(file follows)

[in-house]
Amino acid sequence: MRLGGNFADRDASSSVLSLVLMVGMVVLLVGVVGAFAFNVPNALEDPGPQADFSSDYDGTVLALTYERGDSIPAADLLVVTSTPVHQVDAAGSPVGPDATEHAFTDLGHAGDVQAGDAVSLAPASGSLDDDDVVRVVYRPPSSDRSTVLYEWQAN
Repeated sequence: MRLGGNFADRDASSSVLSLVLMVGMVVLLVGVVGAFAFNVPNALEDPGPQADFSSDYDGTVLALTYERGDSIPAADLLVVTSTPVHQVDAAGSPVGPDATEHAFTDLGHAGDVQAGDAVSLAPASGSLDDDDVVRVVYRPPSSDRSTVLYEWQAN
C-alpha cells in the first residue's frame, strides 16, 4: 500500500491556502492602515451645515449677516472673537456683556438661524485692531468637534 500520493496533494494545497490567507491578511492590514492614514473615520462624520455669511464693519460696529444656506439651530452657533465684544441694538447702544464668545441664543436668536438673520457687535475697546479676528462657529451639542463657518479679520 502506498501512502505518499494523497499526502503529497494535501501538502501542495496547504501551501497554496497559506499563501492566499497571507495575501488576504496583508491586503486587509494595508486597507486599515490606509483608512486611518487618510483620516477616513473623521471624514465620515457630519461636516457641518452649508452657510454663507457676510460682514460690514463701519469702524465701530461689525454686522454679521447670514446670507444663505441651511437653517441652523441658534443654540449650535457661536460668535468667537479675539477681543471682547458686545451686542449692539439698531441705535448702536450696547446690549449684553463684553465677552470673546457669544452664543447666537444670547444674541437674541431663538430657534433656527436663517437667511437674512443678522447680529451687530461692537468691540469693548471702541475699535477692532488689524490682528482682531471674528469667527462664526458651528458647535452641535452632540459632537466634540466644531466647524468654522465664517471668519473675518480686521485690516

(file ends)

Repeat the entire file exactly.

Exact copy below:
[in-house]
Amino acid sequence: MRLGGNFADRDASSSVLSLVLMVGMVVLLVGVVGAFAFNVPNALEDPGPQADFSSDYDGTVLALTYERGDSIPAADLLVVTSTPVHQVDAAGSPVGPDATEHAFTDLGHAGDVQAGDAVSLAPASGSLDDDDVVRVVYRPPSSDRSTVLYEWQAN
Repeated sequence: MRLGGNFADRDASSSVLSLVLMVGMVVLLVGVVGAFAFNVPNALEDPGPQADFSSDYDGTVLALTYERGDSIPAADLLVVTSTPVHQVDAAGSPVGPDATEHAFTDLGHAGDVQAGDAVSLAPASGSLDDDDVVRVVYRPPSSDRSTVLYEWQAN
C-alpha cells in the first residue's frame, strides 16, 4: 500500500491556502492602515451645515449677516472673537456683556438661524485692531468637534 500520493496533494494545497490567507491578511492590514492614514473615520462624520455669511464693519460696529444656506439651530452657533465684544441694538447702544464668545441664543436668536438673520457687535475697546479676528462657529451639542463657518479679520 502506498501512502505518499494523497499526502503529497494535501501538502501542495496547504501551501497554496497559506499563501492566499497571507495575501488576504496583508491586503486587509494595508486597507486599515490606509483608512486611518487618510483620516477616513473623521471624514465620515457630519461636516457641518452649508452657510454663507457676510460682514460690514463701519469702524465701530461689525454686522454679521447670514446670507444663505441651511437653517441652523441658534443654540449650535457661536460668535468667537479675539477681543471682547458686545451686542449692539439698531441705535448702536450696547446690549449684553463684553465677552470673546457669544452664543447666537444670547444674541437674541431663538430657534433656527436663517437667511437674512443678522447680529451687530461692537468691540469693548471702541475699535477692532488689524490682528482682531471674528469667527462664526458651528458647535452641535452632540459632537466634540466644531466647524468654522465664517471668519473675518480686521485690516